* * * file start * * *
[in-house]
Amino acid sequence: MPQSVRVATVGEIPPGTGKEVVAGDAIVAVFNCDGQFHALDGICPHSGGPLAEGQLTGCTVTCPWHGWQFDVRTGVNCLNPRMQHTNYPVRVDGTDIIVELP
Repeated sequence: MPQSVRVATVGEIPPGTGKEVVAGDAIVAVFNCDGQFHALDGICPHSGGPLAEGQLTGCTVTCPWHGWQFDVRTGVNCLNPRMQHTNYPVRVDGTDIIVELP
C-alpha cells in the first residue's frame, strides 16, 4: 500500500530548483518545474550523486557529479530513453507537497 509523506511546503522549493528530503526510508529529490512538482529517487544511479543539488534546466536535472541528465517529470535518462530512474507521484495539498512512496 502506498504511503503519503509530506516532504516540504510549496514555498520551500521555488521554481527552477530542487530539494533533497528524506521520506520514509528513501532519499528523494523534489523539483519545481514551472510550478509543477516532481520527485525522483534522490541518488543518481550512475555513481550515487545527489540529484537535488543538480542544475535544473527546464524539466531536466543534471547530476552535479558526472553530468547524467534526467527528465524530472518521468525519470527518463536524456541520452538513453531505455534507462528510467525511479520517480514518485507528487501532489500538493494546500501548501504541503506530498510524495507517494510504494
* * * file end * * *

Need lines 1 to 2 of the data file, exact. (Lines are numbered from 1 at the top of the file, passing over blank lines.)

[in-house]
Amino acid sequence: MPQSVRVATVGEIPPGTGKEVVAGDAIVAVFNCDGQFHALDGICPHSGGPLAEGQLTGCTVTCPWHGWQFDVRTGVNCLNPRMQHTNYPVRVDGTDIIVELP